a story by tim brown

for amanda

First published in issues 25, 26, and 27 of the obliviositer and released in a single edition by the author's Saskatoon-based brown comix in 1998, Pulpspotting presents a slice of a bildungsroman for a pop culture-obsessed age. The manner in which it references the media puts it in the twentieth or twenty-first century; the specific references place it in the 1990s. However, the story has a broader appeal than that. At its core, it's about maturation, and realizing that what you did at 20 no longer seems so interesting a few years later.

It's also about realizing that, beneath our passionate ideological leanings, often lurk more basic feelings and personal motivations.

getting out

man, there's just gonna be a bunch of artsie-alternageek- neohippy wannabes, chainsmoking and drinking and yapping on about how "LAST weekend i was soooooooo stoned" thinking they're oh so very hip and counter-culture because they smoke pot and dress like retards. woah... when did i become such a nazi...?

Part One introduces us to Tim, a university student and creator of independent comics. His buddy Joe drops by and invites him to a party at their mutual friend, Andrea's. Tim Brown draws most of the characters and settings in a simplified comic-book form. His namesake actually looks like a Terrance and Phillip character; the upper portion of his head detaches at the jawline whenever he speaks. The posters and pop-icons, by contrast, get a far more detailed, realistic treatment than any of the people, suggesting a theme that will be introduced later: media creations have become more real to some of us than our neighbours.

Tim, comix in tow, and Joe, head first to visit Maja, a hard-working, bleary-eyed foreign student whose life contrasts starkly with the vapid student party they're about to attend. Along the way, we're introduced to the realistic and occasionally funny banter of our young, intellectual hipster protagonists.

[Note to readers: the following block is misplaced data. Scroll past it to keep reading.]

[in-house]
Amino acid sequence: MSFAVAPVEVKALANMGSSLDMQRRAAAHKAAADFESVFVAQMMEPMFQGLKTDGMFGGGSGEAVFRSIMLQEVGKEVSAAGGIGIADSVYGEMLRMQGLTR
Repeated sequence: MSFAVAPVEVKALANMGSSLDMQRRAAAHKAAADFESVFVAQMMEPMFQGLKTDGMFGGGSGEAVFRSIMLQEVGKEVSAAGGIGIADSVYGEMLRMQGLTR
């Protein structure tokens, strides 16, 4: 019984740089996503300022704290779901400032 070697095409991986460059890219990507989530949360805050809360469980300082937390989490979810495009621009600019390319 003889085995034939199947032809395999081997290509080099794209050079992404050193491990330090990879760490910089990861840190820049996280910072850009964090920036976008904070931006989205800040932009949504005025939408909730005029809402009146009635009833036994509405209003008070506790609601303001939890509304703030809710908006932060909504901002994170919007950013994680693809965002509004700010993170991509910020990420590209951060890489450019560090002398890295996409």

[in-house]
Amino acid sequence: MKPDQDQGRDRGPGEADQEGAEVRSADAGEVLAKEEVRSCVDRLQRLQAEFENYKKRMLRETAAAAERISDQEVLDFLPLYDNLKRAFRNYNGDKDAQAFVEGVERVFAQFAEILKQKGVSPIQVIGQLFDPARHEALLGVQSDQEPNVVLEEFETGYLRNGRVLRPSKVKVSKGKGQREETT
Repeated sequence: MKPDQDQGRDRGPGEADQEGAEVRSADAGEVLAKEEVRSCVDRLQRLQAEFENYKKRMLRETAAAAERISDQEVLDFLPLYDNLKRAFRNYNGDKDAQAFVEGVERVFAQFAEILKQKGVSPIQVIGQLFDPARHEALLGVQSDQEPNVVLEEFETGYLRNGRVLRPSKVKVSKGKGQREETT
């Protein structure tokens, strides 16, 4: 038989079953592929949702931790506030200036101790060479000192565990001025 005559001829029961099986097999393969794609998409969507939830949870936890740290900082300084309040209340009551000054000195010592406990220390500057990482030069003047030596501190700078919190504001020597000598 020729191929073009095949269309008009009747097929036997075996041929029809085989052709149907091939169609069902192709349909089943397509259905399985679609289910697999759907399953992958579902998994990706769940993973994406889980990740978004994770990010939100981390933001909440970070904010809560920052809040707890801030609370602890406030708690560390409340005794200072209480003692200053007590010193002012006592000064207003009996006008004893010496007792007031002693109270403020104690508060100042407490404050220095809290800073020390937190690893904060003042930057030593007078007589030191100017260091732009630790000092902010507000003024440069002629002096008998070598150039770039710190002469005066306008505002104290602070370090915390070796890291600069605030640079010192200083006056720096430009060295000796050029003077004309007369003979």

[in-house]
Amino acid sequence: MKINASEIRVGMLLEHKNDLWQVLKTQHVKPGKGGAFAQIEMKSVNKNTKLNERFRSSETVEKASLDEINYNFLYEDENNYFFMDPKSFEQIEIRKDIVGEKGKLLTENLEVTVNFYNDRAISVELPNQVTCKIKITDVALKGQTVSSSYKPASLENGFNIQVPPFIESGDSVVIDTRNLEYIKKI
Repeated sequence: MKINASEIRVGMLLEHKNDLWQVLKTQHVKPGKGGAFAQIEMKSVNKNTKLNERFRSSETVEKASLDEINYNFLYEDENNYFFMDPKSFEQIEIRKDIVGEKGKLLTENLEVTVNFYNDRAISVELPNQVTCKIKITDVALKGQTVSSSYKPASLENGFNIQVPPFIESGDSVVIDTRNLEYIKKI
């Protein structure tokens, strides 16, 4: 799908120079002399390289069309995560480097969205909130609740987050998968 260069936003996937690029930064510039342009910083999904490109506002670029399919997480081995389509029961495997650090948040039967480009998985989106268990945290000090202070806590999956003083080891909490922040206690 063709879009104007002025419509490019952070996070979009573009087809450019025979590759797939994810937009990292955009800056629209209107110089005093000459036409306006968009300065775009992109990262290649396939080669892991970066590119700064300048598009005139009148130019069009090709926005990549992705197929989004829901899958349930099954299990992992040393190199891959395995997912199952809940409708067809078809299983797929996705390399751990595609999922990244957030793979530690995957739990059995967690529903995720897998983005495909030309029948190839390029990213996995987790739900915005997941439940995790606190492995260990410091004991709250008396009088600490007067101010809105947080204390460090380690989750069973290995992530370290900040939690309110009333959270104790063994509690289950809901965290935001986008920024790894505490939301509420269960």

the party

The party plays like a million small student gatherings, though shaped by certain specific 90s elements. Most of the party-goers have branded themselves with logo shirts. Their realistic dialogue becomes increasingly focussed on the "defining" pop-culture of the time: Friends, Pulp Fiction, and Trainspotting. Meanwhile, Tim tries to sell his comix, only to have people assume they're free. His rationalization for letting them take his work ranks as one of the funnier moments. His reasoning is hilariously flawed, he recognizes the flaw, but acts on the original premise anyway.

We're also treated to a metrosexualized character identified only as "someguy." Unfamiliar to Tim and Joe but obviously well-established among their long-unseen mutual friends, "someguy" receives preferential treatment from the others despite the fact that he seems to have less to offer socially than either Tim or Joe. We see another theme: Tim's buried jealousy of other people's lives and success.

As for Andrea, she now sells 'shrooms. Tim and Joe don't partake; but as they're about to leave, "someguy" glances out a window and announces that the police have just pulled up curbside.

going home

...it's the perception that this MOVIE is somehow a quintisential defining moment of our generation or something and everyone is fucking fanatical about it for a full year!... until of course, the next 'quintisential generation defining movie' comes along...*

The final part concerns Tim and Joe's conversation as they drive home. They complain about how all-pervasive popular culture has become. They both like Pulp Fiction and Trainspotting but, like a good many other viewers, they just didn't feel they were as good as critics and crowds made them out to be. Tim, especially, finds appalling that "a loser junkie who hangs out with a couple of psychos and a complete imbecile" and a "loser junkie mob killer who ends up dead in a shitter" can be considered heroes by his friends.

But they're really talking about something else.

The saving grace of the conversation is that they realize they're being pretentious, and that Tim would love to have the same adolation bestowed upon his comics. In the end, this less concerns Tim's radical ideas about society, individualism, and the media, than his personal grief at realizing he has grown beyond the person he was a couple years earlier, and can no longer relate to his old friends.

Pulpspotting doesn't really address the defining moments of a generation, but of an individual.

*sic on the odd spelling of "quintessential."

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